On the Power of Imagery

Fashion Photographer Nick Knight on the power of the photograph, and its global reach;

“Having a phone and an Instagram account means that I can create images on my own. When I first started using it a couple of years ago, it reminded me of the 70s, when I first started out in photography. It felt very direct – it was about me taking the image. It felt really authentic. I don’t have a Twitter account because it’s essentially about writing and my focus has always been visual. Instagram felt like the most appropriate way for me to communicate. I also really enjoy the instantaneous nature of it – you can publish images straight away – and get feedback from people across the globe. And I’m really interested in figures who have huge followings – such as Kim Kardashian, Cara Delevingne and Lily Allen. People have so much power to put out a message direct to their fans. It’s almost like when magazines were in their heyday – a printed publication would be where you could get celebrity images. Now it’s been reversed and the next generation is one that is used to getting information from digital mediums. The Diesel campaign acknowledges that and feels completely relevant. This is an exciting time – things are changing and I always think change is good.”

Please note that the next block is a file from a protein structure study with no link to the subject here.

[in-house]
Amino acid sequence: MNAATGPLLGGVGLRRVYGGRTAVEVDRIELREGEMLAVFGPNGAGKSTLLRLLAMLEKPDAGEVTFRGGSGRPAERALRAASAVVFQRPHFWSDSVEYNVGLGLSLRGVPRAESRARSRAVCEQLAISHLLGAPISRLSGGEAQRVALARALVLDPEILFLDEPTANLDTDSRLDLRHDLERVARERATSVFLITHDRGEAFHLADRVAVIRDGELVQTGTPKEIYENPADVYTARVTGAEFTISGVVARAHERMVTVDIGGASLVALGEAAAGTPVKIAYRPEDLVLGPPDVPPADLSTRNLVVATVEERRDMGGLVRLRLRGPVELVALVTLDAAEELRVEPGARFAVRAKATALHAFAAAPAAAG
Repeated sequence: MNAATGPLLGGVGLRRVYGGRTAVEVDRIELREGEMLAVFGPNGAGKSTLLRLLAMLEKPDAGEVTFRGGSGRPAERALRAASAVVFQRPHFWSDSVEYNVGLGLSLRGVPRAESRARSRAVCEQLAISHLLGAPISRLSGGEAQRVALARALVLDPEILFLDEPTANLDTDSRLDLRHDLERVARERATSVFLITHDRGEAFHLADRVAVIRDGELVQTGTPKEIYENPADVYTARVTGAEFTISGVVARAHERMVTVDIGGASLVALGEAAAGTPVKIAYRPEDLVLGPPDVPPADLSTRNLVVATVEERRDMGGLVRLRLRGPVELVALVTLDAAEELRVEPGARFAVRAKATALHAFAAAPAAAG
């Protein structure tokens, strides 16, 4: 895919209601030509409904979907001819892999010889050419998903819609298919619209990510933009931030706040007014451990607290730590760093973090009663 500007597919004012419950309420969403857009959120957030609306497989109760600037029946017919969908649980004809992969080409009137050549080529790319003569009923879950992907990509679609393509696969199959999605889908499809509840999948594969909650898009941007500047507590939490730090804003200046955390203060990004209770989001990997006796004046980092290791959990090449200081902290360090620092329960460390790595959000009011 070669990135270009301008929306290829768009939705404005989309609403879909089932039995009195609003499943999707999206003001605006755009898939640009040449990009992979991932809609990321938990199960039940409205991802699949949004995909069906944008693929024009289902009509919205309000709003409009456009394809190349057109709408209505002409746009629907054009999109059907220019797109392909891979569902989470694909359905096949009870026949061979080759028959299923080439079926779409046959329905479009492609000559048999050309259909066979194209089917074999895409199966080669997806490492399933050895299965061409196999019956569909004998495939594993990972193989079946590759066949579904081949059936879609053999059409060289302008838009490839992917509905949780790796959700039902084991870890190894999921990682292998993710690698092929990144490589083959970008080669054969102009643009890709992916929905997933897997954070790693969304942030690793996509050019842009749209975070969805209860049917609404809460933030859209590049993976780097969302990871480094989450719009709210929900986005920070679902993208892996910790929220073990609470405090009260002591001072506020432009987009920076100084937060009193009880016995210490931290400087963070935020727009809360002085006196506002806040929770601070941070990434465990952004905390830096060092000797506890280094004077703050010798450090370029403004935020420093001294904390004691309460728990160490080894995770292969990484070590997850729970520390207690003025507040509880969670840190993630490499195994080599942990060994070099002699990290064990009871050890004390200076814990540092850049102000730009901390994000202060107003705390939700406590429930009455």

Read more here.

On Failing Often…

“I always tell people who are beginning a creative career to go back and look at the early work of artists they admire. If you come across a successful blogger, designer, or artist, especially one who’s been able to generate a full-time income from their creative work, it’s easy to be intimidated.

That’s why you should go back to the beginning—see where they started, and see how it all began. When you do that, you’ll be able to see the progress along the way, most likely including a few mistakes.”

Chris Guillebeau

Professionalism.

“It’s up to the professionals to prove that we have value,” he said. “The world doesn’t owe us a living because we make great pictures.”

— Stephan Mayes. (LINK)